gunfire - presumably a skirmish between Nkunda's
forces and Mbuza Mabe's Bukavu-based FARDC soldiers -
coming from the hills across the bay where they used
to live. When asked who made up Nkunda's army, the
IDPs replied that these were almost entirely
Rwandaphones, with the rank-and-file being largely
Hutu and the leadership mostly Tutsi.

13. (U) Living conditions for the IDPs are not good.
Though some have received plastic sheeting and non-
food item kits from UNICEF, as well as a single
ration of food from WFP, others have not yet been
served, and there are still no mechanisms in place to
assist newcomers. Water and sanitation are
problematic, since the IDPs had no alternative but to
settle on steep slopes immediately adjacent to the
lake where there is no water supply. The
International Committee of the Red Cross (ICRC) has
constructed a handful of latrines and is building
additional ones, but the proximity of the latrines to
the lake, necessitated by the steep inclines,
represents a health hazard. To provide safe water to
the IDPs, IRC pumps water from the lake into bladders
then treats it with chlorine prior to distribution
through spigots. IRC plans to increase its
intervention in the water sector and to begin
providing health services as well. At the present
time, the nearest health facility is several hours
walk away over mountainous terrain.

14. (U) Although the IDPs have been living in these
conditions for over three months with only one food
distribution, they did not appear to be starving. It
is clear that they are still depending on food
supplies coming across the bay from their former
villages. Sending representatives back to the
villages, however, remains highly dangerous, as these
risk encountering Nkunda's soldiers and having
everything taken from them as well as physically
harmed. Many women who have attempted this have been
15. (U) Rape continues to be a huge problem. At the
reference hospital serving the area, USAID Reps
learned that 20 new cases had come for consultations
and treatment in the previous week alone. Hospital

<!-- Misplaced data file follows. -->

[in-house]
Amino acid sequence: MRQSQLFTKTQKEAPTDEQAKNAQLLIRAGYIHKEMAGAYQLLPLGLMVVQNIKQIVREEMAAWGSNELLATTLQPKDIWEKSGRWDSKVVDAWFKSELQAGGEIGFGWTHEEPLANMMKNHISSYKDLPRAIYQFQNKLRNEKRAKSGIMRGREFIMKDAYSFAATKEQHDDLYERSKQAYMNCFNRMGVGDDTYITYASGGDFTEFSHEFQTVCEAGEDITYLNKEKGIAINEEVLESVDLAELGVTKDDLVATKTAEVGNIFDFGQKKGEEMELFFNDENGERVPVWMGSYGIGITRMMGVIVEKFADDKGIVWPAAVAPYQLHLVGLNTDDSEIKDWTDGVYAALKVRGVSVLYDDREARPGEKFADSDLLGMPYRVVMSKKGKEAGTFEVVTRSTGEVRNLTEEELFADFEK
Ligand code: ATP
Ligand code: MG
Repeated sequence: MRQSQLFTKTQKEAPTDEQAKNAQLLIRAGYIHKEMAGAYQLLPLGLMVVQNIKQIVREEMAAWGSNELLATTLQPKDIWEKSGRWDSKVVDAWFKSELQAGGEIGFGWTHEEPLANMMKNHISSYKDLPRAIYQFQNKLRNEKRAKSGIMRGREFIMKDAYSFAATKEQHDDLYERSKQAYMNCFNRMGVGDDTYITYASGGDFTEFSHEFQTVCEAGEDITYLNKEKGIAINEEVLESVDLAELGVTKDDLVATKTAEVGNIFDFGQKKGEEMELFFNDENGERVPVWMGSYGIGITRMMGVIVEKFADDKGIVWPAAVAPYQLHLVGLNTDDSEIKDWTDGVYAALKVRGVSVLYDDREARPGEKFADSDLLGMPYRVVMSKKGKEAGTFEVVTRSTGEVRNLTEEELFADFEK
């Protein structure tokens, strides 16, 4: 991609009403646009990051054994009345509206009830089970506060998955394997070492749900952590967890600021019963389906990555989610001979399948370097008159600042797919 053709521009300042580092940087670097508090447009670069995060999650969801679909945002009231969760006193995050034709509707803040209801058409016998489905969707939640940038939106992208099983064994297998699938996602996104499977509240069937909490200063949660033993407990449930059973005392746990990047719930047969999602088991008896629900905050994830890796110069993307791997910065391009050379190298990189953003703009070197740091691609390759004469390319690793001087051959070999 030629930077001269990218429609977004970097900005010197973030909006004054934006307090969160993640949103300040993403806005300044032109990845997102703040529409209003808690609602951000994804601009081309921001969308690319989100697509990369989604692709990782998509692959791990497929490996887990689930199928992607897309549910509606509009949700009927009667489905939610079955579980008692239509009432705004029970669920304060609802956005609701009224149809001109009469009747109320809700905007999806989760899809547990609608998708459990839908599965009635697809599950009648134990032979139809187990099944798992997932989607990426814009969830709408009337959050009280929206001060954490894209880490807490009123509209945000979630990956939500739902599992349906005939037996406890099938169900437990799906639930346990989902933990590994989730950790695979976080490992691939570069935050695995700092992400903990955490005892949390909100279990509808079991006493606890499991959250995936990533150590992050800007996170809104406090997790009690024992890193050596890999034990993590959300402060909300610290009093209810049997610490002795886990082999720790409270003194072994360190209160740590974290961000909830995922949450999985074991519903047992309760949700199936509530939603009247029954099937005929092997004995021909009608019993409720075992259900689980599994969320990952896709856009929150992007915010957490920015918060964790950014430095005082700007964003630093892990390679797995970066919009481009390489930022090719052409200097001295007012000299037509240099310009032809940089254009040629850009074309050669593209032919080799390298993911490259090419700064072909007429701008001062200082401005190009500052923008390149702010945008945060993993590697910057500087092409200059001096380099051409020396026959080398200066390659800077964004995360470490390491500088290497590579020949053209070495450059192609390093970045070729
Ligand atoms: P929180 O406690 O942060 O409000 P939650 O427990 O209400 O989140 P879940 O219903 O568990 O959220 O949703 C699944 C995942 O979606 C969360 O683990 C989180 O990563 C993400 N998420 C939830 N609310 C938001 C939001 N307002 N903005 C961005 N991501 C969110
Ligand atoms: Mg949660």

authorities reported that there were over 100 cases
documented since May (when Nkunda's forces first came
through the territory), which, considering that the
total for all the preceding years of the war was 400,
represented a huge increase.

Humanitarian access South Kivu and Maniema

16. (U) Humanitarian activities outside Bukavu town
itself were shut down entirely for several weeks
after the Bukavu crisis of late May-early June when
expatriate humanitarian staff evacuated the city and
MONUC recommended that local staff no longer travel
outside city limits. By mid-July, expatriate staff
had largely returned, and as of the end of August,
most agencies had started sending teams to the field.
OFDA partner International Medical Corps (IMC), which
runs a health and nutrition program in Bunyakiri
territory, plans to reopen their support to health
centers in that area next week. Goal, another OFDA
partner who, before the events of May-June, was
running a similar program in Lulingu to the northwest
of Bukavu but had evacuated the area as a precaution,
also plans to be fully operational once again in a
few weeks time. Humanitarians from Bukavu continue,
however, to have no access at all to areas north of
Kalehe in the Nkunda-dominated part of the province.

17. (U) In Maniema Province, the constraint on
humanitarian access is new entirely logistical,
according to staff of Catholic Relief Services (CRS)
and OCHA with whom USAID reps spoke in Kindu. None
of those questioned could think of any areas in the
province where humanitarian agencies would fear to go
for security reasons. Unfortunately, however, given
the extremely poor condition of all roads in the
region, the improved security situation does not
immediately translate into increased access. Many
areas remain accessible only by motorcycle, and some
only on foot.

18. (U) It is believed that at least 80% of former
IDPs in the region have returned to their villages.
The few who have remained in the forest are believed
to do so either because they have absolutely nothing
to go back to in their home villages or because they
still have crops to harvest in the area where they
have been living for the past few years. Most Mai-
Mai who came to Kindu in the latter part of 2003 and
first half of 2004 are believed now to have returned
to their villages, having tired of waiting for
integration into the FARDC. The humanitarians report
them appearing to no longer be a consolidated force
in Kindu town itself. MEECE.